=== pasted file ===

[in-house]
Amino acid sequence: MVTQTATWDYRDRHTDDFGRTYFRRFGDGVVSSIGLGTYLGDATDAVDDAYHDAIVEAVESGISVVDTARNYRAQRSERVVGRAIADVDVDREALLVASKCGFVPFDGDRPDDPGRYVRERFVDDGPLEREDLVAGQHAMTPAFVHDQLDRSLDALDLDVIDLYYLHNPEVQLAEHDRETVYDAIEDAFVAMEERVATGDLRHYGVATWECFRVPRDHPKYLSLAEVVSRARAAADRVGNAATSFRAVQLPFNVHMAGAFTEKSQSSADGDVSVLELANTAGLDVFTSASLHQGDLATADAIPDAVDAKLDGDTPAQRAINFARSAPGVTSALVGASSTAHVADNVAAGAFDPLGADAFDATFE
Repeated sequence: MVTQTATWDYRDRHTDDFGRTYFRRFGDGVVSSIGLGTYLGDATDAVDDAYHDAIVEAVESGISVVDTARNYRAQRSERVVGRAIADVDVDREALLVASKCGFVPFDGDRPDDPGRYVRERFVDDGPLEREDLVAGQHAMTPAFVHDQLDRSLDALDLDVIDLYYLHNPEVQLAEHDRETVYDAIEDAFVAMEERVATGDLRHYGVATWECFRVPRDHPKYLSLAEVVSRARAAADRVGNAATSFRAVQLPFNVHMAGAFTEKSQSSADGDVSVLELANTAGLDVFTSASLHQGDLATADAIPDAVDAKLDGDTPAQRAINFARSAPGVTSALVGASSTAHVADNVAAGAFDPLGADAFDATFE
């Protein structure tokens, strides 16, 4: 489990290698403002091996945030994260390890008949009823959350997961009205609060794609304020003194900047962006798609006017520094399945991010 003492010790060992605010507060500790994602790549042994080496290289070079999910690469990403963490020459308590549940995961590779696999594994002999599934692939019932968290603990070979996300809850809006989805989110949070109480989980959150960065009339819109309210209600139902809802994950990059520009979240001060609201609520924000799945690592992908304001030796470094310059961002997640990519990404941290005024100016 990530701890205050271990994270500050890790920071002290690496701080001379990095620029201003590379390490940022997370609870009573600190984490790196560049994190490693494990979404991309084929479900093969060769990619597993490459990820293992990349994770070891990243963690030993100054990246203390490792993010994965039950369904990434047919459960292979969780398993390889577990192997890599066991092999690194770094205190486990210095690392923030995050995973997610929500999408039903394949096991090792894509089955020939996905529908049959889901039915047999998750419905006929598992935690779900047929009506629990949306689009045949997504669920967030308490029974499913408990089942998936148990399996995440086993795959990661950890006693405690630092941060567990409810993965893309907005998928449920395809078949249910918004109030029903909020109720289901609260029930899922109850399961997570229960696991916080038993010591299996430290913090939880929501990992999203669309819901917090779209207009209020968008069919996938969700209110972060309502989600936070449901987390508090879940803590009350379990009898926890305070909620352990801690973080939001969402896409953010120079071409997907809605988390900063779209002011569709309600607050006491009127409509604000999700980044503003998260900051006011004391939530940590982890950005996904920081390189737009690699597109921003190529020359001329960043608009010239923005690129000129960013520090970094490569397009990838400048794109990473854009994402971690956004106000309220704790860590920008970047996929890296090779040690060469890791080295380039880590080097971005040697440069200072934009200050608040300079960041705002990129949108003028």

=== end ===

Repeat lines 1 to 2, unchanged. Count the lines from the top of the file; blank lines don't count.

[in-house]
Amino acid sequence: MVTQTATWDYRDRHTDDFGRTYFRRFGDGVVSSIGLGTYLGDATDAVDDAYHDAIVEAVESGISVVDTARNYRAQRSERVVGRAIADVDVDREALLVASKCGFVPFDGDRPDDPGRYVRERFVDDGPLEREDLVAGQHAMTPAFVHDQLDRSLDALDLDVIDLYYLHNPEVQLAEHDRETVYDAIEDAFVAMEERVATGDLRHYGVATWECFRVPRDHPKYLSLAEVVSRARAAADRVGNAATSFRAVQLPFNVHMAGAFTEKSQSSADGDVSVLELANTAGLDVFTSASLHQGDLATADAIPDAVDAKLDGDTPAQRAINFARSAPGVTSALVGASSTAHVADNVAAGAFDPLGADAFDATFE